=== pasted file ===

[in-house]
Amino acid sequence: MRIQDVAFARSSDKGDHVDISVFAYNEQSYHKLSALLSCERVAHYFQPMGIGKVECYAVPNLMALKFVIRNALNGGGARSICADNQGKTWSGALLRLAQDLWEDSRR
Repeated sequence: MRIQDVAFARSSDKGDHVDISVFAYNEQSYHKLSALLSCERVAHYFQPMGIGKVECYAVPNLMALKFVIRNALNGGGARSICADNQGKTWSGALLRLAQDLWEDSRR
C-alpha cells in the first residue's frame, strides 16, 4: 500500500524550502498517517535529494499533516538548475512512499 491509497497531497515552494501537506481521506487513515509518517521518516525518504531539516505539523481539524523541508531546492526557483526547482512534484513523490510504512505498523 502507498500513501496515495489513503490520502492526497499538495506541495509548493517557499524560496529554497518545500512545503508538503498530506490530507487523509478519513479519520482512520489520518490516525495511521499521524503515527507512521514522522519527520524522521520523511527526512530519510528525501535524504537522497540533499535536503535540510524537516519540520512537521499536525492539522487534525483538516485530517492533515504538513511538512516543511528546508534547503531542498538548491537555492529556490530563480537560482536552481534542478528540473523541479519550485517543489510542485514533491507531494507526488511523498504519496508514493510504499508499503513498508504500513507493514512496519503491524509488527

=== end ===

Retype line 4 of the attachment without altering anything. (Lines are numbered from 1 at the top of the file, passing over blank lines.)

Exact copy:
C-alpha cells in the first residue's frame, strides 16, 4: 500500500524550502498517517535529494499533516538548475512512499 491509497497531497515552494501537506481521506487513515509518517521518516525518504531539516505539523481539524523541508531546492526557483526547482512534484513523490510504512505498523 502507498500513501496515495489513503490520502492526497499538495506541495509548493517557499524560496529554497518545500512545503508538503498530506490530507487523509478519513479519520482512520489520518490516525495511521499521524503515527507512521514522522519527520524522521520523511527526512530519510528525501535524504537522497540533499535536503535540510524537516519540520512537521499536525492539522487534525483538516485530517492533515504538513511538512516543511528546508534547503531542498538548491537555492529556490530563480537560482536552481534542478528540473523541479519550485517543489510542485514533491507531494507526488511523498504519496508514493510504499508499503513498508504500513507493514512496519503491524509488527